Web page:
Second, the assumption of neurological issues in double Merles may originate in part from the fact that the most common neurological disorder in dogs, namely primary idiopathic epilepsy, is frequent in certain breeds from the herding group, such as Australian Shepherds and Border Collies . As specified above, these two breeds are most frequently concerned by the homozygous Merle genotype. The assumption of neurological issues may additionally, or even above all, result from the fact that Australian Shepherds and Border Collies are also frequently concerned by mutations of the medical drug resistance (MDR1) gene [14, 15]. As detailed further below, mutated MDR1 gene elicits neurotoxic, sometimes epileptiform reactions to common chemical agents (e.g., parasite control products) that are well tolerated by dogs with normal MDR1 gene. In other words, whether the neurological signs observed in double Merle Australian Shepherds and Border Collies are linked to their homozygous Merle genotype, as frequently assumed, or to breed-dependent epilepsy and MDR1 mutation, is undetermined.
Moreover, it is often assumed that congenitally deaf and/or blind dogs exhibit behavioural troubles (see foreword by Strain in ). Principally, their sensory impairment(s) are believed to increase frustration, and to elicit resultant aggressiveness and anxiety troubles. Also, it is assumed that deaf and/or blind dogs are particularly susceptible to bite, because they are easily startled when they are approached. Abnormal brain structures, and concomitant abnormal mental capacities, have also been assumed in congenitally deaf dogs. However, this assumption is based on a single neuro-imagery study that just reported a reduction in size of the auditory cortex in congenitally deaf Dalmatians .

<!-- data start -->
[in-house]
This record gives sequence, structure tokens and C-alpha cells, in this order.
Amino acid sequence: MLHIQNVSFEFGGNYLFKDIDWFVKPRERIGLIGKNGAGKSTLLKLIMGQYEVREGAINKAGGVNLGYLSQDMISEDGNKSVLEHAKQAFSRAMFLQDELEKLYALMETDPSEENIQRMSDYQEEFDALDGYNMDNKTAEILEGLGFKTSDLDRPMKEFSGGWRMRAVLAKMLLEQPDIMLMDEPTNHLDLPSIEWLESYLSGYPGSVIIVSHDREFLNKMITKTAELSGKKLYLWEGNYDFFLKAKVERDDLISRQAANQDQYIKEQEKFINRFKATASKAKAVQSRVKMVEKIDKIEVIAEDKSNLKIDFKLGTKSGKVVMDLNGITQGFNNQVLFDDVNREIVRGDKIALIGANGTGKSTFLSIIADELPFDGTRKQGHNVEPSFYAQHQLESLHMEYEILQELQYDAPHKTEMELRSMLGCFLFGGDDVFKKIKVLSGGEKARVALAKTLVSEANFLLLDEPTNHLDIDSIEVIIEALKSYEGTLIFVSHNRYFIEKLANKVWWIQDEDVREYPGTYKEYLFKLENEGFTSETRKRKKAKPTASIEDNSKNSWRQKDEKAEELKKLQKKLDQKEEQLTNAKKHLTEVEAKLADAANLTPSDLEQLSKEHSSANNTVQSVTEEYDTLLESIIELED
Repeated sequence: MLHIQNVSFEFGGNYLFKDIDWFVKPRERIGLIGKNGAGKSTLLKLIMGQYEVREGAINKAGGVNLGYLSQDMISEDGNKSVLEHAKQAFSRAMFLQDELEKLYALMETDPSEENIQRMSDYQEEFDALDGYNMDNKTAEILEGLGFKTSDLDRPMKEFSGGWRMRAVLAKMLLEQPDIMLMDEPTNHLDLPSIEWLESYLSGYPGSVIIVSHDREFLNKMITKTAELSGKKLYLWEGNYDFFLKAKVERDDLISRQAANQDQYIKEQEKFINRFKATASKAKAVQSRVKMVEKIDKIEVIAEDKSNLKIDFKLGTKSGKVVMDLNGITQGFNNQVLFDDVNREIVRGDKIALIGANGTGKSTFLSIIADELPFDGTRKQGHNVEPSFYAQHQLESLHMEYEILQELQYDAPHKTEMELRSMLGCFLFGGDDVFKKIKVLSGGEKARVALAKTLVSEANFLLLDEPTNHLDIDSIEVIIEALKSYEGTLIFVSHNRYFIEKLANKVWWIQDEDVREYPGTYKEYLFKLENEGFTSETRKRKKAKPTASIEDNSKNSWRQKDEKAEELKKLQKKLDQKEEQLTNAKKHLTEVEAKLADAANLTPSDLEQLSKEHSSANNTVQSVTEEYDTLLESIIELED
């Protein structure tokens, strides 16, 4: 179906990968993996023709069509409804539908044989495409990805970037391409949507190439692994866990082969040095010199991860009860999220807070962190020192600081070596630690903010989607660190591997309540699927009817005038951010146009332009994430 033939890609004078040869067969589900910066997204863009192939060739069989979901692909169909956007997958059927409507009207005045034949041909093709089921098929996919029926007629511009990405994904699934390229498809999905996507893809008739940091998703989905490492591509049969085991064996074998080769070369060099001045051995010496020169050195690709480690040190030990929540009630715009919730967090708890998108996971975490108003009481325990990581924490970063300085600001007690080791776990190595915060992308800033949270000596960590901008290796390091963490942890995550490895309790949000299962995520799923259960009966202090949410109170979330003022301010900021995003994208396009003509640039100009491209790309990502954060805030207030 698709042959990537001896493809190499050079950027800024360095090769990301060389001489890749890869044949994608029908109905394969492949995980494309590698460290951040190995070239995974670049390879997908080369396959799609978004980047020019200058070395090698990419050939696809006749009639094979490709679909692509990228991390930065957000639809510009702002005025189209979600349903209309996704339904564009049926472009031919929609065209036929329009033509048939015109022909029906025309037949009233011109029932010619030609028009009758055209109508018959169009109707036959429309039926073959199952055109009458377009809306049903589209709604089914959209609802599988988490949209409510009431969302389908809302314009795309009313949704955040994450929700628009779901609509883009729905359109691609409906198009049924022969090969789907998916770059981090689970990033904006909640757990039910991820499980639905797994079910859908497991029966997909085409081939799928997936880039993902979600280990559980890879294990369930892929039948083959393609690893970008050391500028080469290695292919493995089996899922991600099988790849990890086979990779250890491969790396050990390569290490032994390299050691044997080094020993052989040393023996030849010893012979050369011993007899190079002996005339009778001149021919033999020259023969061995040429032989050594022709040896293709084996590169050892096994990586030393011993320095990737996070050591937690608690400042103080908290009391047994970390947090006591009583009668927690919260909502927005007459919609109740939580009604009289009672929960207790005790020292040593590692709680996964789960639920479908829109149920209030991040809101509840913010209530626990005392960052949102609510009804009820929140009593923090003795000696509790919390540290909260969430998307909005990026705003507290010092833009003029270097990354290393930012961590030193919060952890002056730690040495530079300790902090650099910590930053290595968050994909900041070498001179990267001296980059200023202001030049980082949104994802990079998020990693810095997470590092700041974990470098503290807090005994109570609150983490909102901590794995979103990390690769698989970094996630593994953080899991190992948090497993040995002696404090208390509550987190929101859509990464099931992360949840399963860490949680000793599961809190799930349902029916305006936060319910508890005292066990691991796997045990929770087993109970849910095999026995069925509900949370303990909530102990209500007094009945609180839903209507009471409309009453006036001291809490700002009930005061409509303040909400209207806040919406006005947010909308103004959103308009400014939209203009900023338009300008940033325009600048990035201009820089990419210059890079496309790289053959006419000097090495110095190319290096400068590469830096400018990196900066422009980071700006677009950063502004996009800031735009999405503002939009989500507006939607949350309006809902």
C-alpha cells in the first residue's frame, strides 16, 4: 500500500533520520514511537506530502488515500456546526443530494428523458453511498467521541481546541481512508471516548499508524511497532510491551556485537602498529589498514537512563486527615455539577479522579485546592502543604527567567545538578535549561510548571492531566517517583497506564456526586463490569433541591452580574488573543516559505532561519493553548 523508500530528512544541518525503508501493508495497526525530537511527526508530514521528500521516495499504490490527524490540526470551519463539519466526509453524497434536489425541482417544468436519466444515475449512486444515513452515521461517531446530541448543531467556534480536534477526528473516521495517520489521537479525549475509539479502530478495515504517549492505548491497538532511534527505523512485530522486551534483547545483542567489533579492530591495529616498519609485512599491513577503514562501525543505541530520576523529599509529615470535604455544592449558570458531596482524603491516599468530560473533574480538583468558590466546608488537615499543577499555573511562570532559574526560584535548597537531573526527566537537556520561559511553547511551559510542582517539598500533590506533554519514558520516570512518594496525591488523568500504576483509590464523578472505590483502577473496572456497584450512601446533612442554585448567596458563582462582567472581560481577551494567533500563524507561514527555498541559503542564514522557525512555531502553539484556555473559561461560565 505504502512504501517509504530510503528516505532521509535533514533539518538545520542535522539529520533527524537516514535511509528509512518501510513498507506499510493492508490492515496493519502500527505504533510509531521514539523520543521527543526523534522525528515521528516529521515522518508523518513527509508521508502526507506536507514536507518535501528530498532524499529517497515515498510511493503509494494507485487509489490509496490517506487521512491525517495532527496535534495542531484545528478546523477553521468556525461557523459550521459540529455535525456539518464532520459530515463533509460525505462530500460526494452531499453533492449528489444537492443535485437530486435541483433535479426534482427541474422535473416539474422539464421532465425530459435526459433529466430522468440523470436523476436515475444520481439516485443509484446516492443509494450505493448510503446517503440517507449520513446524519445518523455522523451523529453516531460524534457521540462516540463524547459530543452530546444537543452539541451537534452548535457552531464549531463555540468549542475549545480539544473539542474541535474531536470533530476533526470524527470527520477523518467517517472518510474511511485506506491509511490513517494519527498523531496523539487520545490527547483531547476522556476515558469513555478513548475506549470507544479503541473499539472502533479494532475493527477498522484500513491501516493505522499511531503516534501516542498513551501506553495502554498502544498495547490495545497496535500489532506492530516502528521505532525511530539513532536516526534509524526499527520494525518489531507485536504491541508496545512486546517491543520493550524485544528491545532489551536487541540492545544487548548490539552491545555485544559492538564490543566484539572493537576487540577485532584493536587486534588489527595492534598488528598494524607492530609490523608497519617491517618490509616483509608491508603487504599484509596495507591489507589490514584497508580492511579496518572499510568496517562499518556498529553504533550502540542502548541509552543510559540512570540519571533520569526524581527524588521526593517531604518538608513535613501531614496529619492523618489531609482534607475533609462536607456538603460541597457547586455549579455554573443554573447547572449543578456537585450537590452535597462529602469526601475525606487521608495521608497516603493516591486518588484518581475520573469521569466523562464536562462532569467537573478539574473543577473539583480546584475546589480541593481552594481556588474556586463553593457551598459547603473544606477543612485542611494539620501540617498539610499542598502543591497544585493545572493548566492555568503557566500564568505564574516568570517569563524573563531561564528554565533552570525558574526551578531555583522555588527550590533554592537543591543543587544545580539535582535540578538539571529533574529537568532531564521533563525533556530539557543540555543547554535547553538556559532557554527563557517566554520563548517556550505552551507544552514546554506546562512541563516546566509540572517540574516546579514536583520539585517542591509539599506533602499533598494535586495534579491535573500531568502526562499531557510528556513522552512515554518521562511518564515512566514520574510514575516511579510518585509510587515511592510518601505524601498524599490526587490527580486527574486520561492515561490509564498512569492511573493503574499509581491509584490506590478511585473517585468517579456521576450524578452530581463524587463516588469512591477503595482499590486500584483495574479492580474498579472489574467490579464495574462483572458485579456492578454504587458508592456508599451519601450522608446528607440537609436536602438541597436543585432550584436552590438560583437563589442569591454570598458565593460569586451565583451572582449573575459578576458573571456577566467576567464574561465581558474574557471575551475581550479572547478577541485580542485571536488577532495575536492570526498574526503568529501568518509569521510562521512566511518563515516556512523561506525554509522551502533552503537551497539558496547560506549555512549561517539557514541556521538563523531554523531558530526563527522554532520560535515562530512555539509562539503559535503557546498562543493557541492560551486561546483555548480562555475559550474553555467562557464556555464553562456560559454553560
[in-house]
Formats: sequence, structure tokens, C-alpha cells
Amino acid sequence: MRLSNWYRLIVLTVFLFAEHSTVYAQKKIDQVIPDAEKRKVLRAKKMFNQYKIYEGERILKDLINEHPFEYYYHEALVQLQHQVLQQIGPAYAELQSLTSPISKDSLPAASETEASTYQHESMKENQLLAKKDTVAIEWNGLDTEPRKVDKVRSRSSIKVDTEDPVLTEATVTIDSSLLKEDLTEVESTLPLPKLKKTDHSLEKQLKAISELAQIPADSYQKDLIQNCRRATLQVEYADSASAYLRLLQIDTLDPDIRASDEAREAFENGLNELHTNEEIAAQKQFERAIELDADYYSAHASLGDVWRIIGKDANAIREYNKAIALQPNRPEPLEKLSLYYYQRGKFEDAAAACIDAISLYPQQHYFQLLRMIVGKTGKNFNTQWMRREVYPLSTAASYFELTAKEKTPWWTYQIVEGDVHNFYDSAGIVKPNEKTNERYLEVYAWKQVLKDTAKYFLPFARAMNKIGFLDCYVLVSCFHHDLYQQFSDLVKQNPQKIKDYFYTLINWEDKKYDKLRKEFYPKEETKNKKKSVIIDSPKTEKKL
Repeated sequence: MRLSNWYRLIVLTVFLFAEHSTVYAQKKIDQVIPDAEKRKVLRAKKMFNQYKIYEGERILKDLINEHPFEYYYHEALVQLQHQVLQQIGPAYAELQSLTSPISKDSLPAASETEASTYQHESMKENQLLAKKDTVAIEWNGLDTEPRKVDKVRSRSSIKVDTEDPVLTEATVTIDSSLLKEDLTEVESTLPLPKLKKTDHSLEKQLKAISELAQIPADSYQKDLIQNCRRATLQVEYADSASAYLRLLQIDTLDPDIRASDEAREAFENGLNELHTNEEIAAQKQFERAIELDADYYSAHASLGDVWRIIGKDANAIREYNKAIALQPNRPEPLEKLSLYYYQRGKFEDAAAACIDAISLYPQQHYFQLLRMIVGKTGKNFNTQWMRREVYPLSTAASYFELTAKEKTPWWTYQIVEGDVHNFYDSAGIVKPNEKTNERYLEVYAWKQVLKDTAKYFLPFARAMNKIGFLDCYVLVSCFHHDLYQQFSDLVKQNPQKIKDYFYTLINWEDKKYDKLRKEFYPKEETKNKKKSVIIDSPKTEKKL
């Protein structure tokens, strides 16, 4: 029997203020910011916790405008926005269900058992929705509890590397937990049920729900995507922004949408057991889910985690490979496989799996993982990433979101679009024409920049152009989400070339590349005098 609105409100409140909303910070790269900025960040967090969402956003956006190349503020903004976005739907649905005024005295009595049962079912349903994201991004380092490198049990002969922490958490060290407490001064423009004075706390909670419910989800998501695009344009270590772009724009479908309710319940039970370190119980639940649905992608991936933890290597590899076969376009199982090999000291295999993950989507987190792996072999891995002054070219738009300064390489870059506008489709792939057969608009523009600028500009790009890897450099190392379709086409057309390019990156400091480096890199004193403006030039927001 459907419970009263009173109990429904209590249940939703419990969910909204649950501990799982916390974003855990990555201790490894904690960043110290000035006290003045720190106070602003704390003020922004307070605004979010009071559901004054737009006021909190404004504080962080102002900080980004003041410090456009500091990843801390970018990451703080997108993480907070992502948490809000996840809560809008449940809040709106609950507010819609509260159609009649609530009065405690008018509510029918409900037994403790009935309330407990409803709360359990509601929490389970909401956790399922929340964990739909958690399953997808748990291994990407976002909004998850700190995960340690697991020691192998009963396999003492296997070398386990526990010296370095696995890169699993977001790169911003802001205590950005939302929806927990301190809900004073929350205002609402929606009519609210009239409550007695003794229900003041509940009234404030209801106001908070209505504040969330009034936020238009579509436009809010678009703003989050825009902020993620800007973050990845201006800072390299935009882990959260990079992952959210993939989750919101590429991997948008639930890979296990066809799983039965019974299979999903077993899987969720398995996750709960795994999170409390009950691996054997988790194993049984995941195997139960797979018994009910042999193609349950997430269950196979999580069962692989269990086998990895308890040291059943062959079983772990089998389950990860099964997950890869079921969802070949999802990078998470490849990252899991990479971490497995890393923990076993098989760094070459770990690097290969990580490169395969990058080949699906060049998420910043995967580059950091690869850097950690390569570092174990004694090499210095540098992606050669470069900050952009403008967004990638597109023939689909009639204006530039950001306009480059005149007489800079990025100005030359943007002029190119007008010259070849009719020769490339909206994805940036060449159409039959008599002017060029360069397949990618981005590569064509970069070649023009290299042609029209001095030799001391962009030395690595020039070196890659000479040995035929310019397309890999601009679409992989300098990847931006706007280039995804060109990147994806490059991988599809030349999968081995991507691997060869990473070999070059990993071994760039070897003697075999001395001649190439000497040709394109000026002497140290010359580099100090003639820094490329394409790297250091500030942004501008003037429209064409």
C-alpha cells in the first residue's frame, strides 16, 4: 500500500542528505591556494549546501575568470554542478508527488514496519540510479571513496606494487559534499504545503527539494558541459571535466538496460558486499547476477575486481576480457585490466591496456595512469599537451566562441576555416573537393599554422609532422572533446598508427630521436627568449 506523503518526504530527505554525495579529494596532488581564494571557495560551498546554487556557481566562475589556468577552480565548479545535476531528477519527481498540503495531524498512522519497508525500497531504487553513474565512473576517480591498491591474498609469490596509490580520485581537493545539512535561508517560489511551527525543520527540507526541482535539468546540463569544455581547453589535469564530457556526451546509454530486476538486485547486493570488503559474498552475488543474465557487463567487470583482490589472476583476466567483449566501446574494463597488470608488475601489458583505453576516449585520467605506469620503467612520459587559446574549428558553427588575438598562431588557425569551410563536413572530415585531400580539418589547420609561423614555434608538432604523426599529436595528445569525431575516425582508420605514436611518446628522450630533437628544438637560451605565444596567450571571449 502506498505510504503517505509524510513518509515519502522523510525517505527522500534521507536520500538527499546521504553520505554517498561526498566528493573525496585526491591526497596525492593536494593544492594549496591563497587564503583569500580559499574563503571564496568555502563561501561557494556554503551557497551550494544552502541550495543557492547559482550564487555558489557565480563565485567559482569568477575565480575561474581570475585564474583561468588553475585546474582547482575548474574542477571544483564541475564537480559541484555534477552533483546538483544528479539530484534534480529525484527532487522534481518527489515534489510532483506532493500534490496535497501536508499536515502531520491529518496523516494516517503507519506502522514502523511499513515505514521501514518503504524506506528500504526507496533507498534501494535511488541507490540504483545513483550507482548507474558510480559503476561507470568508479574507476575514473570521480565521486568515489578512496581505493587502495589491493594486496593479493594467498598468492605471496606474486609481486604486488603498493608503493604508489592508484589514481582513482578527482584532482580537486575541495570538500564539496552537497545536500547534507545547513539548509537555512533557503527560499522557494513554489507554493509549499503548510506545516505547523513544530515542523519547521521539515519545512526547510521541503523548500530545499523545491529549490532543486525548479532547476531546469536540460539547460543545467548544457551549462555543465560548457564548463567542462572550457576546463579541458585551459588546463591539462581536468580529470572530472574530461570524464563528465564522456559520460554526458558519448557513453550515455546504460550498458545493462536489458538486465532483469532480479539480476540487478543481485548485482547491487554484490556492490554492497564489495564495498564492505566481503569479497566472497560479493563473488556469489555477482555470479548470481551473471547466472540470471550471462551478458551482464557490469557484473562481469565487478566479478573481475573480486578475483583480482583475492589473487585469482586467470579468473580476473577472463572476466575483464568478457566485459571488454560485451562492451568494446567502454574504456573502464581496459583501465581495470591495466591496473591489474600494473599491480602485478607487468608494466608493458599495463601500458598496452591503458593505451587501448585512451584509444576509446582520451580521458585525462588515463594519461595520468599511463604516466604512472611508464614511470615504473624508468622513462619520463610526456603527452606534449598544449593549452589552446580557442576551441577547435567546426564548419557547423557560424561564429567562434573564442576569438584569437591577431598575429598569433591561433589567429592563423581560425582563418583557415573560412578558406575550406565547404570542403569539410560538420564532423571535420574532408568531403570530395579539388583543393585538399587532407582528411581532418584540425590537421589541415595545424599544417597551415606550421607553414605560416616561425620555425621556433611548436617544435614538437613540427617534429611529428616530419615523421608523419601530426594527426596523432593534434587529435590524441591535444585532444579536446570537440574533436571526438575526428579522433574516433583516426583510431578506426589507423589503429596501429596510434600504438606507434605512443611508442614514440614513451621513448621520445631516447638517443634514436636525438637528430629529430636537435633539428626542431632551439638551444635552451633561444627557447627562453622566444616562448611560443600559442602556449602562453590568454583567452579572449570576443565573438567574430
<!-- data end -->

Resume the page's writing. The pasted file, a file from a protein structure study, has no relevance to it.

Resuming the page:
In summary, above-mentioned assumptions predict that congenitally hearing and/or vision impaired dogs frequently exhibit health and behavioural troubles, and are poorly capable of communicating and practicing activities. These assumptions are so popular that they have drastic consequences on the future of sensory impaired puppies. However, there is to date no scientific evidence or refutation of these assumptions. Precisely, there is no study that we are aware of that directly assessed either health, behaviour, communication or activities in congenitally sensory impaired dogs, or that compared sensory impaired and sensory normal dogs on these points. One exception is the study by Farmer-Dougan and colleagues, who addressed a survey of behavioural traits to owners of hearing/vision impaired and sensory normal dogs . They found lower scores of aggressiveness and anxiety in the former cohort, which is opposite to the assumption.
To assess these different points, we chose to conduct an owner survey, a method that is frequently employed to assess, for example, health  and behaviour , in dogs. Surveys of dog owners have some disadvantages relative to the degrees of interest, understanding, recall and impartiality of the respondents, but have the following advantages: they allow the inclusion of dogs with much wider characteristics compared to surveys of veterinarians or animal insurance companies for questions on health, dog behaviourists for questions on behaviour, or canine clubs for questions on activities. In other words, owner surveys are not restricted to dogs with health/behavioural issues and activities. We chose the online diffusion of the questionnaire in two languages, namely French and English, in order to expand its geographic distribution. 2b1af7f3a8